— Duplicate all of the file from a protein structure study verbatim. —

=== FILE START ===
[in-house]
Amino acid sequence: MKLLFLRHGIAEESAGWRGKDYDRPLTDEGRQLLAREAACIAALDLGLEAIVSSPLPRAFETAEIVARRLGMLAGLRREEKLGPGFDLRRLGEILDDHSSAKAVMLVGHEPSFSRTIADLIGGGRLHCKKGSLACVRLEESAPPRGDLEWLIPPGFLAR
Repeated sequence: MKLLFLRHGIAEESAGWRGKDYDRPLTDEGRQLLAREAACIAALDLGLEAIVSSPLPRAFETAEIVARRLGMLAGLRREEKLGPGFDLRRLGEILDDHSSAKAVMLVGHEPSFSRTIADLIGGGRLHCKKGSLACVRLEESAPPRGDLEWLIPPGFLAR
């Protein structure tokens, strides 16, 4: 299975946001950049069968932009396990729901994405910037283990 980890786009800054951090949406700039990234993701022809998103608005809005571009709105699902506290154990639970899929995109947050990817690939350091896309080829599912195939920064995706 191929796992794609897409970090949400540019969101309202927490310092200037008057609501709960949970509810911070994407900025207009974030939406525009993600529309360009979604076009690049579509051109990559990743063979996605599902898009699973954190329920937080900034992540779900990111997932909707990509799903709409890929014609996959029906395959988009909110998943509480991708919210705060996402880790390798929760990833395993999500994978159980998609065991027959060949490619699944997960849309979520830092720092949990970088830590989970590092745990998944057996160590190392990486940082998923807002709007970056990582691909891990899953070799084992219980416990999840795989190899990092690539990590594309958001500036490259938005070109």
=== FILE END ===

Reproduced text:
[in-house]
Amino acid sequence: MKLLFLRHGIAEESAGWRGKDYDRPLTDEGRQLLAREAACIAALDLGLEAIVSSPLPRAFETAEIVARRLGMLAGLRREEKLGPGFDLRRLGEILDDHSSAKAVMLVGHEPSFSRTIADLIGGGRLHCKKGSLACVRLEESAPPRGDLEWLIPPGFLAR
Repeated sequence: MKLLFLRHGIAEESAGWRGKDYDRPLTDEGRQLLAREAACIAALDLGLEAIVSSPLPRAFETAEIVARRLGMLAGLRREEKLGPGFDLRRLGEILDDHSSAKAVMLVGHEPSFSRTIADLIGGGRLHCKKGSLACVRLEESAPPRGDLEWLIPPGFLAR
């Protein structure tokens, strides 16, 4: 299975946001950049069968932009396990729901994405910037283990 980890786009800054951090949406700039990234993701022809998103608005809005571009709105699902506290154990639970899929995109947050990817690939350091896309080829599912195939920064995706 191929796992794609897409970090949400540019969101309202927490310092200037008057609501709960949970509810911070994407900025207009974030939406525009993600529309360009979604076009690049579509051109990559990743063979996605599902898009699973954190329920937080900034992540779900990111997932909707990509799903709409890929014609996959029906395959988009909110998943509480991708919210705060996402880790390798929760990833395993999500994978159980998609065991027959060949490619699944997960849309979520830092720092949990970088830590989970590092745990998944057996160590190392990486940082998923807002709007970056990582691909891990899953070799084992219980416990999840795989190899990092690539990590594309958001500036490259938005070109």